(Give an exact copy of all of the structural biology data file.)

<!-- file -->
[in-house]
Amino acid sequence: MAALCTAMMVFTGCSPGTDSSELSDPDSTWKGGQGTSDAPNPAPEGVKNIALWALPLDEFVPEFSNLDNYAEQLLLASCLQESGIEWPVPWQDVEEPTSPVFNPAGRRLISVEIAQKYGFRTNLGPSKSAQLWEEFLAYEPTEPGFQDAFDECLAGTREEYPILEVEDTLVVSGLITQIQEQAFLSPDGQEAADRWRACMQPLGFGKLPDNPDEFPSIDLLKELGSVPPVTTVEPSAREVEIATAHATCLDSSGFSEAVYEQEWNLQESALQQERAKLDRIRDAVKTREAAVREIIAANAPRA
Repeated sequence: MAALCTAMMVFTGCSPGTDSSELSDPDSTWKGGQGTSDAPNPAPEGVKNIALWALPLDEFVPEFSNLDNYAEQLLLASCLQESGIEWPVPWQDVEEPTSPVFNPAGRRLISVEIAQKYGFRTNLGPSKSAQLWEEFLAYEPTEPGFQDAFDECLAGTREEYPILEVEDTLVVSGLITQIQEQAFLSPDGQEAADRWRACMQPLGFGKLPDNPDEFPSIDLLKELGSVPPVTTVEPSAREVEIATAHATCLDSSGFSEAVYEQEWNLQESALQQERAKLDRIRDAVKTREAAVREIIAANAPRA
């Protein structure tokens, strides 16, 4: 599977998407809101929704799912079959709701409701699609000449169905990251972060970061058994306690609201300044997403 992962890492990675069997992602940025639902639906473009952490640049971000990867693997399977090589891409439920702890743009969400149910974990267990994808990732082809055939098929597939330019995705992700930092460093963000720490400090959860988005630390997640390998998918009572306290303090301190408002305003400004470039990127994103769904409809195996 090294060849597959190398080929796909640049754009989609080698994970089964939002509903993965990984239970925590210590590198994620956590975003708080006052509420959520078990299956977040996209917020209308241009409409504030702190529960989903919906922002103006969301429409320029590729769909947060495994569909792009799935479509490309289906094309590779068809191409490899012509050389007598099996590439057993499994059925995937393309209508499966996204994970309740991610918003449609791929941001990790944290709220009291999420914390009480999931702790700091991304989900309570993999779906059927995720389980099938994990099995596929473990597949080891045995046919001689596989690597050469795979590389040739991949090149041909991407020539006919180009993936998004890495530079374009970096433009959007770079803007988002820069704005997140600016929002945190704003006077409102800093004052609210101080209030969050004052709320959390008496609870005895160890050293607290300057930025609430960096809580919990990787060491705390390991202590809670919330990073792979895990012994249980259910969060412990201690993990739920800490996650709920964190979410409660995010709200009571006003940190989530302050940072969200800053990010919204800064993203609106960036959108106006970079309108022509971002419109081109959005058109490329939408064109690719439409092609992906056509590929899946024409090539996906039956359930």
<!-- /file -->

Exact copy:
[in-house]
Amino acid sequence: MAALCTAMMVFTGCSPGTDSSELSDPDSTWKGGQGTSDAPNPAPEGVKNIALWALPLDEFVPEFSNLDNYAEQLLLASCLQESGIEWPVPWQDVEEPTSPVFNPAGRRLISVEIAQKYGFRTNLGPSKSAQLWEEFLAYEPTEPGFQDAFDECLAGTREEYPILEVEDTLVVSGLITQIQEQAFLSPDGQEAADRWRACMQPLGFGKLPDNPDEFPSIDLLKELGSVPPVTTVEPSAREVEIATAHATCLDSSGFSEAVYEQEWNLQESALQQERAKLDRIRDAVKTREAAVREIIAANAPRA
Repeated sequence: MAALCTAMMVFTGCSPGTDSSELSDPDSTWKGGQGTSDAPNPAPEGVKNIALWALPLDEFVPEFSNLDNYAEQLLLASCLQESGIEWPVPWQDVEEPTSPVFNPAGRRLISVEIAQKYGFRTNLGPSKSAQLWEEFLAYEPTEPGFQDAFDECLAGTREEYPILEVEDTLVVSGLITQIQEQAFLSPDGQEAADRWRACMQPLGFGKLPDNPDEFPSIDLLKELGSVPPVTTVEPSAREVEIATAHATCLDSSGFSEAVYEQEWNLQESALQQERAKLDRIRDAVKTREAAVREIIAANAPRA
């Protein structure tokens, strides 16, 4: 599977998407809101929704799912079959709701409701699609000449169905990251972060970061058994306690609201300044997403 992962890492990675069997992602940025639902639906473009952490640049971000990867693997399977090589891409439920702890743009969400149910974990267990994808990732082809055939098929597939330019995705992700930092460093963000720490400090959860988005630390997640390998998918009572306290303090301190408002305003400004470039990127994103769904409809195996 090294060849597959190398080929796909640049754009989609080698994970089964939002509903993965990984239970925590210590590198994620956590975003708080006052509420959520078990299956977040996209917020209308241009409409504030702190529960989903919906922002103006969301429409320029590729769909947060495994569909792009799935479509490309289906094309590779068809191409490899012509050389007598099996590439057993499994059925995937393309209508499966996204994970309740991610918003449609791929941001990790944290709220009291999420914390009480999931702790700091991304989900309570993999779906059927995720389980099938994990099995596929473990597949080891045995046919001689596989690597050469795979590389040739991949090149041909991407020539006919180009993936998004890495530079374009970096433009959007770079803007988002820069704005997140600016929002945190704003006077409102800093004052609210101080209030969050004052709320959390008496609870005895160890050293607290300057930025609430960096809580919990990787060491705390390991202590809670919330990073792979895990012994249980259910969060412990201690993990739920800490996650709920964190979410409660995010709200009571006003940190989530302050940072969200800053990010919204800064993203609106960036959108106006970079309108022509971002419109081109959005058109490329939408064109690719439409092609992906056509590929899946024409090539996906039956359930």